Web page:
We therefore join with others in amplifying the Board’s call on Iran to fully cooperate with the IAEA, including by providing all information and clarifications deemed necessary by the Secretariat to resolve outstanding safeguards issues, and to do so without further delay. Given the length of time that has passed since the IAEA first engaged Iran on these issues, the lack of progress reported by the Director General, and the serious nature of the questions related to potential undeclared nuclear material that still may exist in Iran today, Iran’s cooperation with the IAEA is essential, and must be nothing less than full and immediate. The cooperation must include verifiable explanations as to the origins and current location of the nuclear material or equipment that sampling indicates was present at the three undeclared locations. We note that the DG’s report indicates Iran and the IAEA are in discussions to schedule an additional meeting on these issues later this month. We heard a similar promise of engagement when we met last in March and are increasingly troubled by the lack of substantive follow-through on that promise. Iran should avail itself of this latest opportunity to finally address—in substance and with technical credibility—the serious safeguards concerns now before the Board and to ensure that we do not next meet with a similarly disappointing report before us. It is only substantive cooperation that will lead to removing these concerns from Board consideration, an outcome we would join others in welcoming.
We also note with serious concern developments related to Iran’s decision to suspend implementation of provisions of its Additional Protocol as of February 23. According to the DG’s report, Iran has not provided updated declarations and the Agency was not able to conduct any complementary access under the Additional Protocol to any sites and locations in Iran during this reporting period. Iran’s regrettable actions have significantly reduced the IAEA’s access needed to establish confidence in the absence of undeclared nuclear material and activities, and it has deprived the Agency of its ability to verify that all nuclear material in Iran remains in peaceful uses. Furthermore, as noted by the Director General, Iran’s decision to cease implementing modified Code 3.1 of the Subsidiary Arrangements to its Comprehensive Safeguards Agreement is contrary to its legal obligations and is therefore another matter of deep concern. The modified Code 3.1 is legally binding on Iran and cannot be unilaterally modified or suspended.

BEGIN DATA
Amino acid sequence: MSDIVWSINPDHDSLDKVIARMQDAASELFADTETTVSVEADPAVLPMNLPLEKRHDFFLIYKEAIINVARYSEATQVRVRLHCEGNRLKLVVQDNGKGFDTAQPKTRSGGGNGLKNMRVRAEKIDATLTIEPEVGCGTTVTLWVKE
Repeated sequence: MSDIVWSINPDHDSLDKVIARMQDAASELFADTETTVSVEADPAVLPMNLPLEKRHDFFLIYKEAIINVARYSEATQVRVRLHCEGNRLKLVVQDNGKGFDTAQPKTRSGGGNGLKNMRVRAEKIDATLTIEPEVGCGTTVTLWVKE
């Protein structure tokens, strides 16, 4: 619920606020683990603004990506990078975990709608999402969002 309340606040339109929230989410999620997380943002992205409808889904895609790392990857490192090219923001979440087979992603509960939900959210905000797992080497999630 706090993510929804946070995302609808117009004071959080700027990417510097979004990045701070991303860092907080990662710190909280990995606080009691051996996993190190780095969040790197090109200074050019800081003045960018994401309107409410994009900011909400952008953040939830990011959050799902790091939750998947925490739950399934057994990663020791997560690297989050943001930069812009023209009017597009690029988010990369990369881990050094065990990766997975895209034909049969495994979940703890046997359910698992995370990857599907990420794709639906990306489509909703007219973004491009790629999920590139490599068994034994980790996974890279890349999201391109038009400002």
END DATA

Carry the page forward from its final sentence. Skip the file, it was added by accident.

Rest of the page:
We understand that the Director General’s concerns are widely shared by Board members and note the Board’s responsibility to support the Secretariat’s efforts to fulfill its essential safeguards verification mandate in Iran. The Board has a responsibility to take appropriate action to preserve the integrity of the international safeguards system upon which we rely for assurances in Iran and worldwide.
In this regard, we appreciate the IAEA’s detailed reporting and encourage the DG to continue to provide timely reporting on the progress in resolving IAEA safeguards verification concerns in Iran. We request that such reporting take place sufficiently in advance of the September Board so that the Board may consider any necessary response. We also request the Agency’s report on implementation of the NPT Safeguards Agreement with Iran be made public, consistent with longstanding practice.